Some of your Lovin' - Dusty Springfield
As I grew up, Auntie Val (see last two posts) contributed a lot to my education in her alternative way, taking me to a succession of Brian Rix farces at the Garrick Theatre, and later, memorably, to Anthony Schaffer's "Sleuth" and its follow-up "Murderer" and most crucially to Lords for the first cricket World Cup Final between Australia and the West Indies in 1975. Towards the end of the match while the Australian tail was batting, having had most of her silver flask and therefore forgetting her earlier pronouncement that my new moustache ("that piece of dirt on your top lip") prohibited such a treat, she took me to the hospitality box just above the scoreboard. She was Head of Administration of Scrimgeour's Ltd and by the time we got there, all the occupants of the box were drunk, and greeted her affectionately as "Mrs G". At one point a well-oiled elderly gent in an MCC tie came up and asked me which player I thought had played best on the day. I told him that although Rohan Kanhai had performed brilliantly for a 39 year old and probably his last international innings, it was undoubtedly Clive Lloyd, the West Indies skipper, for his match winning century. Imagine my surprise when, back at home that evening, I saw him on telly introduced as Ken Barrington before handing the Man of the Match award to Lloyd! Not that I can claim to have influenced his decision - the outcome was obvious.
The years went by and I wound up with a job in Islington so every once in a while I'd visit Auntie Val, still living alone in her flat just off Percy Circus. She'd retired and we would occasionally pop in to see her, maybe once a year. In days of yore she was always in constant touch with her neighbours, and was a member (and one time Chair) of a local group for neutering stray cats (SNIP - the Society for Neutering Islington's Pussies!). So when she was found collapsed in her flat, and transported to St Pancras Hospital, I was surprised when the nurse said she'd had hardly any visitors, just one regular in the day times. Time had flown, and most of her old buddies from WC1 were like her, in their nineties, and either dead or on their last legs. Her son was on holiday in Australia which was a big deal in those days, and was hoping she'd get better, and still be alive on his return. For around ten days, I dropped in after work every night before going home and I sat with her for an hour or so, recalling the "good old times" and making small talk which she was seldom in any state to respond to. The nurses told me she had cancer really badly and wouldn't last long.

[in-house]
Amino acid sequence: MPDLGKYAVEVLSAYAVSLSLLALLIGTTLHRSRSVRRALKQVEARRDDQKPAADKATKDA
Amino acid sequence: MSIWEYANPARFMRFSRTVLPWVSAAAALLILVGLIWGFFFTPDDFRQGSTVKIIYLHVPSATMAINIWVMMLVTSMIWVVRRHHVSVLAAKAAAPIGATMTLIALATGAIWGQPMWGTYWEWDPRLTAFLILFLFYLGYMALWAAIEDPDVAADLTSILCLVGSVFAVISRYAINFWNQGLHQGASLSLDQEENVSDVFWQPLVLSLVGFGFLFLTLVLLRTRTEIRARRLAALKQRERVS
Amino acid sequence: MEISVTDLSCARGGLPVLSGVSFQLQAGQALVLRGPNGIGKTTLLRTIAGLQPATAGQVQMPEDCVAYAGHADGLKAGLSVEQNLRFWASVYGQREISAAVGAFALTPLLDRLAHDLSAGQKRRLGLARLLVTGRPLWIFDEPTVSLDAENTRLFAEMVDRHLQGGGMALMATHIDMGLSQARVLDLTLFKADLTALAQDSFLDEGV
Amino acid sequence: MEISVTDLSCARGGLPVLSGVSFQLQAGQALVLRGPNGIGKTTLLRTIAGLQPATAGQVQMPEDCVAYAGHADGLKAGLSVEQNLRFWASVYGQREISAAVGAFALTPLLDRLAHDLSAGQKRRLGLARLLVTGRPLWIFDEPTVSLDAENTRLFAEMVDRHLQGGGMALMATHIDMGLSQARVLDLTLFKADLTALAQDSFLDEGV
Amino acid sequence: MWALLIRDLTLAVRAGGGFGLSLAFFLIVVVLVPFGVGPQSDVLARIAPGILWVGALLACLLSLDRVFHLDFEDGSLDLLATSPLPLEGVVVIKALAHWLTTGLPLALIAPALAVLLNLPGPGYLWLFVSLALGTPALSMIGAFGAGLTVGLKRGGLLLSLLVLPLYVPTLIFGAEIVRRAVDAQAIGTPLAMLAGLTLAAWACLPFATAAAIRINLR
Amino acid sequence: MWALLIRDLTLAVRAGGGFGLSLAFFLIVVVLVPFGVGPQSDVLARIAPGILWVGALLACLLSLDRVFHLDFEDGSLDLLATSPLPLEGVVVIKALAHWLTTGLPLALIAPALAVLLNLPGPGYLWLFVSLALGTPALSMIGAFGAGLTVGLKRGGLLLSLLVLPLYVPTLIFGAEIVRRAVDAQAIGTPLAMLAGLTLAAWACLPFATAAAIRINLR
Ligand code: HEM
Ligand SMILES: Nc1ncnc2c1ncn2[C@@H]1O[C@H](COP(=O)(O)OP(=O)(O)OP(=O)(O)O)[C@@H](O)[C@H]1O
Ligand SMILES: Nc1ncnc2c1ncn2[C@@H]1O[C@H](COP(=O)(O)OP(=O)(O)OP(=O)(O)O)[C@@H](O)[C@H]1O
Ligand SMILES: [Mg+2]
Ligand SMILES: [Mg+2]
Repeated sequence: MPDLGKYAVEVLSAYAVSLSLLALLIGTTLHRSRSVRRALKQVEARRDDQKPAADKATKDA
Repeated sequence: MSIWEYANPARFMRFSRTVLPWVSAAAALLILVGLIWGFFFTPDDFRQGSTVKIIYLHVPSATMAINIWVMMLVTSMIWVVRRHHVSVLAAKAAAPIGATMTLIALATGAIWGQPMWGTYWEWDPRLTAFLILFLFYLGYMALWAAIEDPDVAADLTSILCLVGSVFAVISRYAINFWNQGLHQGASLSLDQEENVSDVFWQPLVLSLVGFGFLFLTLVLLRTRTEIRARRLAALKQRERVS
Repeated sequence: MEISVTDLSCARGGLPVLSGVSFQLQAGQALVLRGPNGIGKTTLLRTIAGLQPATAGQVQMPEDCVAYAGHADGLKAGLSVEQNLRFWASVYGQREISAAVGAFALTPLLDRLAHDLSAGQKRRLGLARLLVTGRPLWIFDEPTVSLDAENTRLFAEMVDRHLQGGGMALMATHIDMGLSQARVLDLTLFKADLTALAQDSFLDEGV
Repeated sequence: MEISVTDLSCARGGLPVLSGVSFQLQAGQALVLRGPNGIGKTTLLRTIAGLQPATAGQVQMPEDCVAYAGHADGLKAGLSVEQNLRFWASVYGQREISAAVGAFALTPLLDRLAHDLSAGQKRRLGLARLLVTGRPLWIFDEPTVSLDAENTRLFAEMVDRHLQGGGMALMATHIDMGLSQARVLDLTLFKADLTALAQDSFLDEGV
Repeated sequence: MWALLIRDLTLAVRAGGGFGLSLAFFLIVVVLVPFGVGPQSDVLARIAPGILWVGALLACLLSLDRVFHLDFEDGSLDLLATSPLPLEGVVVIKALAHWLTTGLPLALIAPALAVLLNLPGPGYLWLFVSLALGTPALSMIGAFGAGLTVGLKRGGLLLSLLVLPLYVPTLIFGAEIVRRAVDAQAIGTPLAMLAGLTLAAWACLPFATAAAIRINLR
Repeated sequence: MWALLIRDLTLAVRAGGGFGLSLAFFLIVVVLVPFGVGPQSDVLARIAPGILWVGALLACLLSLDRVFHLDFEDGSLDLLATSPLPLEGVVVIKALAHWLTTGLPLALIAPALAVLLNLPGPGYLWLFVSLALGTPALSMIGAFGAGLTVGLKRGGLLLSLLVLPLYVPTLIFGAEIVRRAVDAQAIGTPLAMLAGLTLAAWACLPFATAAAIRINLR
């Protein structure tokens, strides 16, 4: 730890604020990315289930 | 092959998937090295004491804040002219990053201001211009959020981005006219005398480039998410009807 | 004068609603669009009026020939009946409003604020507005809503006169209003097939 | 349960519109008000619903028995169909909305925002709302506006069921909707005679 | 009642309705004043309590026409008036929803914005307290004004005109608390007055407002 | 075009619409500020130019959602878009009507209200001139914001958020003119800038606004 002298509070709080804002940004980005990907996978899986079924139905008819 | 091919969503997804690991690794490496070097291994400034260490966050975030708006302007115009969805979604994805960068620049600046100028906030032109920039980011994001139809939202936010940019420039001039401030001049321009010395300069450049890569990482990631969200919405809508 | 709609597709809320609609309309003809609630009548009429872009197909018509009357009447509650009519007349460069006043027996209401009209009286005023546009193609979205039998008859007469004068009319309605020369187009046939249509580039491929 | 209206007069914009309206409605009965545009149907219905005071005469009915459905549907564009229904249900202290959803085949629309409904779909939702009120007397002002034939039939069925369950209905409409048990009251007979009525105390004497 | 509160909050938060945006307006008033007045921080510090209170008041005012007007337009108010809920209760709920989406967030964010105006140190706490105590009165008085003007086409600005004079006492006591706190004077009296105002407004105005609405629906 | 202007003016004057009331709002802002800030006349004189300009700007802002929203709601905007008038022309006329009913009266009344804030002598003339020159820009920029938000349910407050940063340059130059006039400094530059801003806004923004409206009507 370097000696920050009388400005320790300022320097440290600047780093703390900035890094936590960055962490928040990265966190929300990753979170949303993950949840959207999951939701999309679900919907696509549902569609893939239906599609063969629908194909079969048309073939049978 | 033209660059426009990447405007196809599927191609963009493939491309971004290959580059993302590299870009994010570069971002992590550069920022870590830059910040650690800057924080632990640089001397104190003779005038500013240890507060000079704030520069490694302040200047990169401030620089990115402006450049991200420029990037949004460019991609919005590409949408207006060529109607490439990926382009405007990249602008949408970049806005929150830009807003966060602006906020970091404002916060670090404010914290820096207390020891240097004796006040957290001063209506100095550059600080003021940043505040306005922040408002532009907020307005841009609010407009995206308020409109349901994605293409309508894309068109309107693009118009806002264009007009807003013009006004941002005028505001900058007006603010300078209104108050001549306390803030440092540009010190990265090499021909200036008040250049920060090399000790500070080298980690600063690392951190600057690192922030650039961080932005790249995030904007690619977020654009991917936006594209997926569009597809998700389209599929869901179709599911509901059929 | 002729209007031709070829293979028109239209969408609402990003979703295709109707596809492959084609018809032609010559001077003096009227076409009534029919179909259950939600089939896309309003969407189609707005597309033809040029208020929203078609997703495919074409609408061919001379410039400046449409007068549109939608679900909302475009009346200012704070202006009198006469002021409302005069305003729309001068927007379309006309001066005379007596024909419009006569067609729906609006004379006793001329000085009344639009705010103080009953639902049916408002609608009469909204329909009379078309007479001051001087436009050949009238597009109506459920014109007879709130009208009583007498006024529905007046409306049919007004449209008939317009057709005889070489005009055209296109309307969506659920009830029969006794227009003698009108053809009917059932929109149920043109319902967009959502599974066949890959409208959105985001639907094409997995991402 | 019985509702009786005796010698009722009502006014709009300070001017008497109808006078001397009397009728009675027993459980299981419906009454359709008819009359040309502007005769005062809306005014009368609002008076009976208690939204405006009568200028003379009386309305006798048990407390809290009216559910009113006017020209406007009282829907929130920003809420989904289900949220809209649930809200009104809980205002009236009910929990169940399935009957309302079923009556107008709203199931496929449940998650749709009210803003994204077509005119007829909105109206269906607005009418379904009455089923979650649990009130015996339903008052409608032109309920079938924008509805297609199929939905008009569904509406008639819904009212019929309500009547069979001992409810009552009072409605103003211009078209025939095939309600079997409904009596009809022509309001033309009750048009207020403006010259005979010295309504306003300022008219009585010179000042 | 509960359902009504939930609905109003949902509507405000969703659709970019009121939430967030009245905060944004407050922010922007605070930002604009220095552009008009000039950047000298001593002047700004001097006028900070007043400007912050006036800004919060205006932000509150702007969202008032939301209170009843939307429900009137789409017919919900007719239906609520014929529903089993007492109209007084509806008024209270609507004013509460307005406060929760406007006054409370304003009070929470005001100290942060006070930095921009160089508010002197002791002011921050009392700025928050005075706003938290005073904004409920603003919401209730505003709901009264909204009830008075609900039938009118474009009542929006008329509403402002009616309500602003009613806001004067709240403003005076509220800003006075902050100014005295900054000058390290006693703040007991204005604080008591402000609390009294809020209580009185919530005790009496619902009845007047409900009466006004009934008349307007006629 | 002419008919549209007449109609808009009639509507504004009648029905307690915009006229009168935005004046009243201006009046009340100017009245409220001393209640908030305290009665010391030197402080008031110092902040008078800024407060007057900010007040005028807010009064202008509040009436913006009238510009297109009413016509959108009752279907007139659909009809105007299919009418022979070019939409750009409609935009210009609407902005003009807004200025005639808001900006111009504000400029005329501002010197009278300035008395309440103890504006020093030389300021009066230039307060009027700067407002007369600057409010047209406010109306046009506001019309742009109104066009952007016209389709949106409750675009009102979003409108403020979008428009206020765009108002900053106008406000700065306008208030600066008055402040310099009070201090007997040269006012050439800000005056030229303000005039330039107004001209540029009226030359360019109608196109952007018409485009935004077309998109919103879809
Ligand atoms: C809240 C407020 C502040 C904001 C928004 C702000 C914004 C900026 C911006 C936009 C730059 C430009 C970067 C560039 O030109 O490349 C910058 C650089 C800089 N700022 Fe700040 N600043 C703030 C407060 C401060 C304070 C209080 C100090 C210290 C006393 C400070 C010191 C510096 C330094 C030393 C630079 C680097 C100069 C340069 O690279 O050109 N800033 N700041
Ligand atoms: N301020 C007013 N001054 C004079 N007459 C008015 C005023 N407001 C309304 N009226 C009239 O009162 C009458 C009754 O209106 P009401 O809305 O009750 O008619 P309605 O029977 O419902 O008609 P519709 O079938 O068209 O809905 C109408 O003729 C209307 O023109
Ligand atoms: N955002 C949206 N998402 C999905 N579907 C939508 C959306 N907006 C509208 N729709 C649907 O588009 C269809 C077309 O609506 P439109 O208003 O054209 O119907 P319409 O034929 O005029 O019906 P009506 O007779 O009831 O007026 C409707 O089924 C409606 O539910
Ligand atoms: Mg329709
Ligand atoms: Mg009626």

Her full name was Carol Valerie Goddard (the name of her runaway husband) and she was known as Val within the family and Carol to everyone else. One night, sitting by her bed, I wondered out loud why they had called her Carol, and from out of her darkness she murmured that when she was born, they were singing Christmas carols outside. The next night I thought she was asleep and was just sitting there when she suddenly said "I just wish they would leave me alone to die". The next day she did die, while I was at work.
Carole King wrote a number of classic songs the most famous of which were cowritten with her then husband Gerry Goffin. Knowing the words of anthems such as "You Make Me Feel Like a Natural Woman" and ""One fine Day" I was surprised to hear that he was the lyricist. I'd always presumed that they both were, or that it was just her and they collaborated on the music. Dusty Springfield was one of the best interpreters of her songs, but Springfield herself said that "Some of Your Lovin' " was her personal favourite out of everything she recorded. The combination of the lackadaisical piano and the airy strings give the song a wonderful feel, like a remembered moment from a long lost youth in sunsoaked spring meadows, the sort of moment that a character in a movie might remember in their old age.
"....you gotta give me some, give me some of your lovin' you gotta give me some of your lovin'
now I'm not a greedy girl, I don't need the world (just give me some) some of your (some) lovin' now, oh-oh-oh".